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From a previous post; i used this 2 days ago for my keel bolts.

Curtesy of svHyLyte; he was a great source for advice. I would belive the torqueing values would be the same or close. These are actual bolts not nuts.


I realized I could copy the Beneteau technical notice as a text file (absent photos) and thought that might be worth while. I regret the formating of the tables, below, isn't perfect, but should be understandable.

Background Information
• Cast Iron keel use galvanized bolts - There are threaded sockets cast into the keel
• Lead keels use stainless steel nuts - There are threaded rods cast into the keel

You can use stainless steel bolts in a cast iron keel, but you should remove and inspect the threads for galvanic corrosion yearly.
A bolt only has to engage the threads 1½ times the diameter of the bolt to be effective. 90% of Beneteau Keel bolts are 3 inches or less in length.

Replacing Information
Use a battery powered drill with a wire brush wheel. Clean the heads down to new metal. Tip: use a shop-vac to clean rust dust and flecks as you clean the heads.

Remove 1 bolt and inspect. At this point you should be able to make a determination if the bolt is structurally sound or needs to be replaced. A complete set of the bolts and washers can ordered from the Beneteau Spare Parts Department. We will need the Model and Type of keel on of your boat.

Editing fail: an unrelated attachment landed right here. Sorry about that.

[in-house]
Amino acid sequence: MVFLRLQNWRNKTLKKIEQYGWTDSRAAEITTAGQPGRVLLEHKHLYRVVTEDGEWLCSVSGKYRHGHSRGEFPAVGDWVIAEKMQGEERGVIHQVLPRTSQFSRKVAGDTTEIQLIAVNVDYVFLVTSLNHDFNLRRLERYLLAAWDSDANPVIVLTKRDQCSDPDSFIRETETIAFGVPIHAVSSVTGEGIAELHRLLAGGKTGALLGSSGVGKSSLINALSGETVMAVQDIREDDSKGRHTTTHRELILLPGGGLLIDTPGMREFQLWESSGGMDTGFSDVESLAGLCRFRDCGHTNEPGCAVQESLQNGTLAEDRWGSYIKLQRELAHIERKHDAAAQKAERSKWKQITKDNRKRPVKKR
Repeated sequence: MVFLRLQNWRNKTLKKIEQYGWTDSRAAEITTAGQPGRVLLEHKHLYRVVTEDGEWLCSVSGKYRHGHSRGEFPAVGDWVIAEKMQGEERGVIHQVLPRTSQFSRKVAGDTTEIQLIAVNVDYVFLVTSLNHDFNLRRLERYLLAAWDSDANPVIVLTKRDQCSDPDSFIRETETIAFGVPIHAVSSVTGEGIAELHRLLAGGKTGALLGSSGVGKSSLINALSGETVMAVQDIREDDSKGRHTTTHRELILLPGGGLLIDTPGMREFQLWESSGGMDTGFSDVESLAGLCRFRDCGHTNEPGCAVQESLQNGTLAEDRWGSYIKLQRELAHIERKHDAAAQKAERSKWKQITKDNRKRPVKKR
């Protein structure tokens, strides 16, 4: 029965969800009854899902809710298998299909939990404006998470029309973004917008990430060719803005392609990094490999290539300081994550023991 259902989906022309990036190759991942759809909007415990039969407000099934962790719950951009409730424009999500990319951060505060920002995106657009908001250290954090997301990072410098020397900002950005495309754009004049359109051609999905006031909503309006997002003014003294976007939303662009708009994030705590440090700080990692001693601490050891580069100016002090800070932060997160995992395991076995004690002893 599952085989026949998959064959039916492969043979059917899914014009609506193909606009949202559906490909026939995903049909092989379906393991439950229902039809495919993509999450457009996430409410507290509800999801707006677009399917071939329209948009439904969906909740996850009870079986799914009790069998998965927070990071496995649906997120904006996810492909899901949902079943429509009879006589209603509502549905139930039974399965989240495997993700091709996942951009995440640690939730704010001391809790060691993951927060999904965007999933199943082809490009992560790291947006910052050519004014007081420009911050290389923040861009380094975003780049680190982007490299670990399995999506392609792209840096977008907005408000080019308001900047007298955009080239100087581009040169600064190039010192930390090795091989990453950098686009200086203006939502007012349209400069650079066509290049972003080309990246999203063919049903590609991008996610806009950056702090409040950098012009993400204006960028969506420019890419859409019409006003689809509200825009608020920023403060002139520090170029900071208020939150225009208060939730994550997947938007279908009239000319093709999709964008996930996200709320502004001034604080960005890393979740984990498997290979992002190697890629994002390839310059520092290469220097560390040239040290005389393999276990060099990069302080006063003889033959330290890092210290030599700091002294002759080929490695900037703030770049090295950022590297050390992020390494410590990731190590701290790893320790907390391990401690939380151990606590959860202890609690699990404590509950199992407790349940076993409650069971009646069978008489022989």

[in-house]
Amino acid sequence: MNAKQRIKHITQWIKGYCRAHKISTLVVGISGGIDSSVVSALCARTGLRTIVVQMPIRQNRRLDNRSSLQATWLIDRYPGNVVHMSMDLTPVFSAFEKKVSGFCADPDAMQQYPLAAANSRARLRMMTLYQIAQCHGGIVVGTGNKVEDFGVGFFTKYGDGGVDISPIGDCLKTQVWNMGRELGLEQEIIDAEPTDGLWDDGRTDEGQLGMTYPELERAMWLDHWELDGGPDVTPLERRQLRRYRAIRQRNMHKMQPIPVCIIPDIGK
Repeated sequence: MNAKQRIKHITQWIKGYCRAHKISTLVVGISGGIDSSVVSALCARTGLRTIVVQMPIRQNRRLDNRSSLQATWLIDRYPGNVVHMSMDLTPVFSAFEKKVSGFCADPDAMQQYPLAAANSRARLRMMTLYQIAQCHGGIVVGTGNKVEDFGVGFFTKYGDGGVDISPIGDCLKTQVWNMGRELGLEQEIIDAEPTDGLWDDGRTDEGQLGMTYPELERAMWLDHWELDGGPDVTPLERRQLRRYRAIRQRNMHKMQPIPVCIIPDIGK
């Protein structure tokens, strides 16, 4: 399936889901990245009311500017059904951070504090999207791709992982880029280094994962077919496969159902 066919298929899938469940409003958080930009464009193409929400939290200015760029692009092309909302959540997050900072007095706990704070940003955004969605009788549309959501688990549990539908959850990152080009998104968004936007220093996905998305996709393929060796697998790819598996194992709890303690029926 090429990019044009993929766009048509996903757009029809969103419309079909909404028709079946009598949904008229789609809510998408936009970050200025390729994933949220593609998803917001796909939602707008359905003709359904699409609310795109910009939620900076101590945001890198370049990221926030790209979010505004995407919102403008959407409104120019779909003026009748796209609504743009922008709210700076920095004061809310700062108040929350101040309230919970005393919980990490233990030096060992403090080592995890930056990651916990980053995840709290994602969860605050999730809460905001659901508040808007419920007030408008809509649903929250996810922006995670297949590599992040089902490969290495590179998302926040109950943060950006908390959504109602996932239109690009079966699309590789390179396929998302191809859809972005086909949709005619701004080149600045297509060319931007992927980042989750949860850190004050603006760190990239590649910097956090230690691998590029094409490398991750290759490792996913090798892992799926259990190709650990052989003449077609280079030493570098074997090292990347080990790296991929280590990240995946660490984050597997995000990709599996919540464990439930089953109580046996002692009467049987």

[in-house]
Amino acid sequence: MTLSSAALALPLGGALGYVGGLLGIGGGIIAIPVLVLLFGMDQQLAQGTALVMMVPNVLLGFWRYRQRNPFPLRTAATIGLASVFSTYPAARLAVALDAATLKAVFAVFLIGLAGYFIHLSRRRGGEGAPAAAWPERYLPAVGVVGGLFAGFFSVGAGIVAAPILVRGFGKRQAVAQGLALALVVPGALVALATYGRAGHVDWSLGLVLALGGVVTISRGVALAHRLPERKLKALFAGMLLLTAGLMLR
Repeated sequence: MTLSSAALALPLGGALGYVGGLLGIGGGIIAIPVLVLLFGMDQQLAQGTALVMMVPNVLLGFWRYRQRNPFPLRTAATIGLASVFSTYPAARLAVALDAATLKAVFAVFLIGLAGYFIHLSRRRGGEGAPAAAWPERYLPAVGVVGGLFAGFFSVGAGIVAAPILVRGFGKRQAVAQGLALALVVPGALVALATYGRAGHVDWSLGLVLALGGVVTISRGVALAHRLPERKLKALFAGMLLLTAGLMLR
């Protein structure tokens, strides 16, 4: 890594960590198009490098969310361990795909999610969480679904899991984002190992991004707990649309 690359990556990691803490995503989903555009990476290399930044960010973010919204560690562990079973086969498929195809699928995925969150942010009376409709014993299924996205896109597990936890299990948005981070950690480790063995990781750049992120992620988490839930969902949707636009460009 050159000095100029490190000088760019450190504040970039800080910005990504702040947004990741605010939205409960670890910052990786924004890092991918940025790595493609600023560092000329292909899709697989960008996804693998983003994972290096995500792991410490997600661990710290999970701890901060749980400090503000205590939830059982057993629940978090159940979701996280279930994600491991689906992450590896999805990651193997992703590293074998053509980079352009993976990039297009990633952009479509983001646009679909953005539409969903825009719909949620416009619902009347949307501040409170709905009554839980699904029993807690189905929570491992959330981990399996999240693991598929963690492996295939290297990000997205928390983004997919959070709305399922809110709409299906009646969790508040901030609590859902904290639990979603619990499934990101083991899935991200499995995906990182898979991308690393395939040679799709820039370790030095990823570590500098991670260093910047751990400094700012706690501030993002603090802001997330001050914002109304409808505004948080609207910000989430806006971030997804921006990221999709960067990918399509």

14mm bolt uses 22 mm socket
20mm bolt uses 1-3/16 socket
30mm bolt uses 1 7/16 socket


If you have water entering the boat through the bolt hole, replace the bolt and make future plans with your local boat yard to haul, separate and reinstall the keel.

If the head of the bolts are so degraded that the socket will not back it out, use a side grinder to grind two flat sides on the bolt. This should allow you to remove the bolt with a wrench. Worst case scenario: Remove boat from the water, grind the heads completely off and remove the keel from the hull. Then using the remaining shaft of the bolt, remove the bolts and reinstall the keel.

Coating the heads of the bolts with a rust preventative paint will prolong the life of the bolts. Tip: I have used Trailercoat from West Marine with success.

Do not use sealant on the bolt threads; only use sealant around the bolt heads to keep bilge water out of the bolt socket.

The keel to hull joint and exterior seam should be sealed with Marine Adhesive Sealant 4200.

Keel bolt Torque Specifications.
DACROMATISED STEEL BOLTS TYPE 8-8.

DIAMETER M14 M20 M24 M30
TORQUE in M.Kg - minimum 5 13 23 45
TORQUE in M.Kg - maximum 9 27 46 90
TORQUE in ft.lb – minimum 36 94 166 325
TORQUE in ft.lb – maximum 65 195 333 651

TABLE 6.5.2
STAINLESS STEEL BOLTS TYPE A4-70 and A4-80

DIAMETER M14 M20 M24
TORQUE in M.Kg - minimum 5 16 28
TORQUE in M.Kg - maximum 11 32 55
TORQUE in ft.lb – minimum 36 116 203
TORQUE in ft.lb – maximum 80 231 398

TABLE 6.5.3
STAINLESS STEEL BOLTS TYPE A4-55

DIAMETER M30 M36 M42
TORQUE in M.Kg - minimum 19 33 52
TORQUE in M.Kg - maximum 38 65 104
TORQUE in ft.lb – minimum 137 239 376
TORQUE in ft.lb – maximum 275 470 752


FWIW...

PS: Keel bolts can be replaced, one at a time, while the yacht remains in the water. And, when I replaced our keel bolts, I coated them with Petit RustLoc primer--several coats--to good effect.
 

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Kynntana (Freedom 38)
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Looks like Benesailor's post is all the info you need, but this reminds me of what a friend told me when I asked the same question. He said, "do it the German way."

What's that? I asked.

Guten tight.
 

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Corsair 24
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but most importantly what the boat model and designers specd...sometimes that info is hard to get for some reason
 
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